Technology access is the main driver of industrials M&A (mergers and acquisitions) activity, followed by consolidation within sectors and ‘market and competitive environment’.
These are some of the findings from consulting firm A.T. Kearney’s 2019 Industrials Executive M&A Report, announced early April 2019. According to the report consolidation and digital transformation are poised to continue to drive a wave of mergers in 2019.
Access to technologies obviously is important in today’s business context where large organizations across several sectors need to respond to fast-changing market realities with fierce competition, ongoing digitalization, economic challenges and changing demands from customers and ecosystem partners. As A.T. Kearney puts it: the impact of digitization is felt broadly across the business landscape.
On top of digitization, consolidation is a second key factor driving industrials to engage in takeovers and mergers A.T. Kearney says. While digitization and consolidation are the drivers, the M&A activity could be slowed down by a well-known factor as was the case in previous years: political and regulatory interventions (recent example: the EU and the Alstom–Siemens deal).
Strong outlook for industrials M&A in 2019 and beyond with automotive and electronics industry to watch
According to the report automotive is one of the industries to watch in 2019 and beyond. This is probably not that much of a surprise, given the many simultaneous evolutions in an industry where organizations have the need – and means – to digitize and digitalize through deals within and outside of their segment.
On top of the need for digital transformation in this particularly technology-intensive industry, the necessity to transform value chains in these days of Industry 4.0 and the need to achieve economies of scale are essential. With transformation and economies of scale, through consolidation, as drivers it’s clear that expected M&A activity in automotive will lead to both sector-internal and cross-sector deals. New technologies such as electric propulsion and autonomous driving are cited as additional reasons for deals in the automotive sector.
The second industry to watch in 2019 according to the findings of the Industrials Executive M&A Report 2019 is the electronics industry.
Here especially semiconductor companies have been – and will remain – active. Examples mentioned by A.T. Kearney for 2018 include the acquisitions of Microsemi by Microchip, Cavium by Marvell and Siliconware Precision Industries by Advanced Semiconductor Engineering.
More industries where consolidation is expected to continue – such as aerospace – on the overview page of the Industrials Executive M&A Report 2019.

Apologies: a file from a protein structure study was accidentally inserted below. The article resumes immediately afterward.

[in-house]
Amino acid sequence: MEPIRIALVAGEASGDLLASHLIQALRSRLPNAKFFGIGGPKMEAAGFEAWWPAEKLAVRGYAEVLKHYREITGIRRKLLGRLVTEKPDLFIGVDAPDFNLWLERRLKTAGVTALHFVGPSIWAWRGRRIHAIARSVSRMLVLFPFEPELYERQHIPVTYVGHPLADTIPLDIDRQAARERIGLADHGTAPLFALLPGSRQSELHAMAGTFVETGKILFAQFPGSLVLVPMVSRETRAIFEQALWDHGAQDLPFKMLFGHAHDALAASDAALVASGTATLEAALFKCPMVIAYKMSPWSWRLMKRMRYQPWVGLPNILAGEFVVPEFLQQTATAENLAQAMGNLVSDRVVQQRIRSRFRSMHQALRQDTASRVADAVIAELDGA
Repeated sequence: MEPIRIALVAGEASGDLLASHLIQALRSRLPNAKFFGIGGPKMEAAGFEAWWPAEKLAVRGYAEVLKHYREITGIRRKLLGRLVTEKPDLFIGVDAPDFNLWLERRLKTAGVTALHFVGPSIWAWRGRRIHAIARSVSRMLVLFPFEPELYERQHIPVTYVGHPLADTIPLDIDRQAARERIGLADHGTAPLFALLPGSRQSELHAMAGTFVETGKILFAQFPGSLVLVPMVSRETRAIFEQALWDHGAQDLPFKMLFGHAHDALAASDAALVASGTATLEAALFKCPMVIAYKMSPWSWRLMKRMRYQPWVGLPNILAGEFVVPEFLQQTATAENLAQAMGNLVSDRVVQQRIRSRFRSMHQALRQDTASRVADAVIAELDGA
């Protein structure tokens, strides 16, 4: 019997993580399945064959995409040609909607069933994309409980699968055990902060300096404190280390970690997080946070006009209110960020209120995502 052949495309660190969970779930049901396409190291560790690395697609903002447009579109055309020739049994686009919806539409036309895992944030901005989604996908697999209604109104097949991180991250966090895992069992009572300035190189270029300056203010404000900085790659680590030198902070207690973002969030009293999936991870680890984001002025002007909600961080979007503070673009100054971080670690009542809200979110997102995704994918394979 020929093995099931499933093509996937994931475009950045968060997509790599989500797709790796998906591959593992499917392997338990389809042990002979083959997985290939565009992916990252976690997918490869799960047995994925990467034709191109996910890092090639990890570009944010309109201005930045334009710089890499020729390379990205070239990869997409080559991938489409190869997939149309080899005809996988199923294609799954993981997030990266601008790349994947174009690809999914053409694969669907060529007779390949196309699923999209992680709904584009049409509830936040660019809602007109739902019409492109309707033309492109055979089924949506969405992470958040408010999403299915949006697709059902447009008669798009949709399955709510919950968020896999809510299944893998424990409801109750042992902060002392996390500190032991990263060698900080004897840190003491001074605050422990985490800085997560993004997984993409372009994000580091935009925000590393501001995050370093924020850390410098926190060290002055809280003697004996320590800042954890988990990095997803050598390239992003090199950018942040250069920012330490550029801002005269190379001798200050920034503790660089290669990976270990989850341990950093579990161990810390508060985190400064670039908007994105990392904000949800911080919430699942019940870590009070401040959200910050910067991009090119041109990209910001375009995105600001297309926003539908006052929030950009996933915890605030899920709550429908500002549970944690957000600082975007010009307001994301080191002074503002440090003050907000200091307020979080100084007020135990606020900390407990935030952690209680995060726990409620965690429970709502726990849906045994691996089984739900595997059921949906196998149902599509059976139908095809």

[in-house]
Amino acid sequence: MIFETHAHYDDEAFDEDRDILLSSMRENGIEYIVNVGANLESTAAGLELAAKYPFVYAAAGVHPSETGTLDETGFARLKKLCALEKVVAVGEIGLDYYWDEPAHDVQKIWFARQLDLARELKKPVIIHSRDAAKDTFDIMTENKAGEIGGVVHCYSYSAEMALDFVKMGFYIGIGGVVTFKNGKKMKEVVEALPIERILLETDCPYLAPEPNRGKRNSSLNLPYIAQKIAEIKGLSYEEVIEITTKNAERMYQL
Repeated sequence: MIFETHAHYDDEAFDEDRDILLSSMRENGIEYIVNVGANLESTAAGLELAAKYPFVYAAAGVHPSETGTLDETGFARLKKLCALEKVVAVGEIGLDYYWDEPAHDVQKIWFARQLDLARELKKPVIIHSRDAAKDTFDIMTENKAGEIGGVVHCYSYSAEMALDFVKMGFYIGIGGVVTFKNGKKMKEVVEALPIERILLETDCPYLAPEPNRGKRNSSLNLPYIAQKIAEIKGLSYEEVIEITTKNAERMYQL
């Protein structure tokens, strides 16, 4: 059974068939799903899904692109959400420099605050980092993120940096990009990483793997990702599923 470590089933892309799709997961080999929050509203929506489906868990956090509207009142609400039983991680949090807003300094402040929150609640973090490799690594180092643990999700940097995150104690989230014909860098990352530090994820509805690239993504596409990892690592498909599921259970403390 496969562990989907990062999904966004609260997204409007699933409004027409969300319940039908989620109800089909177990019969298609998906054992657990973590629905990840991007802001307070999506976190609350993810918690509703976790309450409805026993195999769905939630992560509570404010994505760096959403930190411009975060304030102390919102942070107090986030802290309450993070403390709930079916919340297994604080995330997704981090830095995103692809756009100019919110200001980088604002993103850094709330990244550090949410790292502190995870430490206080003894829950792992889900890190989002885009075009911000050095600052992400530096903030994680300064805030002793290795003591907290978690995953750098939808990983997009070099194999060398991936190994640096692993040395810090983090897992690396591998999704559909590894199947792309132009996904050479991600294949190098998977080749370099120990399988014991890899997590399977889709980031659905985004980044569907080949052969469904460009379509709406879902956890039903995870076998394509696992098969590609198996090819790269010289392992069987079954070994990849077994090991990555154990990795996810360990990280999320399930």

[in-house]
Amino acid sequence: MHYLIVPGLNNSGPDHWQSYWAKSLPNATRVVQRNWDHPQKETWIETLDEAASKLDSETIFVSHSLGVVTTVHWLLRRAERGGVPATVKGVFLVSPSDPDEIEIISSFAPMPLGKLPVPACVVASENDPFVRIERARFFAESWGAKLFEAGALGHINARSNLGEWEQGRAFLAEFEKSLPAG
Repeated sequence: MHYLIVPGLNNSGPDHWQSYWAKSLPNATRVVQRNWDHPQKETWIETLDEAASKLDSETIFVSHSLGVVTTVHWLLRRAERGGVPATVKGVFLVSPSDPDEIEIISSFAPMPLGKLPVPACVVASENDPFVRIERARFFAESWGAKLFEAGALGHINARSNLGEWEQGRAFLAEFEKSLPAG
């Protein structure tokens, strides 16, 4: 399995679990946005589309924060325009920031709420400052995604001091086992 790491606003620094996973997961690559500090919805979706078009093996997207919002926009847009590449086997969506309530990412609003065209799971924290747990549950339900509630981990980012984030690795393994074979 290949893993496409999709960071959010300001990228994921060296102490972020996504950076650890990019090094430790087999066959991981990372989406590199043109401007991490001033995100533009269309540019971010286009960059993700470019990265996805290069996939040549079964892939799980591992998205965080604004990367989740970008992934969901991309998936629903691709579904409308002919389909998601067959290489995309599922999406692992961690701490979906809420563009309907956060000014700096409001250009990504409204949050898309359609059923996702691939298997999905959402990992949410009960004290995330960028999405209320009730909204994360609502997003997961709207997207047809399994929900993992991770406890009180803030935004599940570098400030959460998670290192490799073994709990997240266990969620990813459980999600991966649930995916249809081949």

M&A activity from the regional and cross-border perspective
All in all, A.T. Kearney says, the outlook for 2019 remains strong for industrials M&A in 2019. Quote: “The backlog of deals already amounts to more than $90 billion for the top 10 deals and more than $300 billion overall.”
Looking back at 2018, the total value of deals completed rose to $680 billion in 2018 (up from $662 billion in 2017). The chart below shows the development of M&A activity by regions in percentage as found in the executive survey.
That brings us to the regional perspective which shows that in 2018, the US again led the global industrials M&A market with transactions worth $282 billion. Guido Hertel, partner at A.T. Kearney, expects the M&A market to continue to grow in North America and Western Europe, as well as in the emerging markets of China and India this year and beyond.
Although most M&A deals occur within a country there are some large cross-border deals on the horizon the Industrials Executive M&A Report reminds. We’ve mentioned some previously and it’s probably not a coincidence many are in the space of Industry 4.0 and the technologies required for a strong end-to-end industrial offering.
Examples include the planned acquisition of the power grid division of ABB by Hitachi and the acquisition of IT security leader Gemalto by French Thales group.
The digitalization of business models is visible in several cross-sector M&A activities with more to be expected. Here, A.T. Kearney, among others, mentions Broadcom’s 2018 acquisition of CA Technologies and the investment of some automotive OEMs in mobility service providers with Toyota’s investment in GrabTaxi as an example.
A sector that, despite its focus on Industry 4.0 and the Internet of Things (IoT) isn’t driven by M&A (yet) is the machinery sector. Here A.T. Kearney expects ‘less disruptive’ approaches for players to develop the digital competencies they need.
Obviously all this M&A activity, digital transformation and consolidation serve multiple goals, not in the least better meeting demands of customers.
A.T. Kearney mentions some examples of 2018 deals across various industries showing that being close to the customer and customer intimacy are driving downstream integration. Think about the merger (or acquisition) of the industrial software business of Schneider Electric with AVEVA or the acquisition of Mendix by Siemens in order to enable app development (application enablement as it’s called in the IoT industry) in its IIoT platform MindSphere.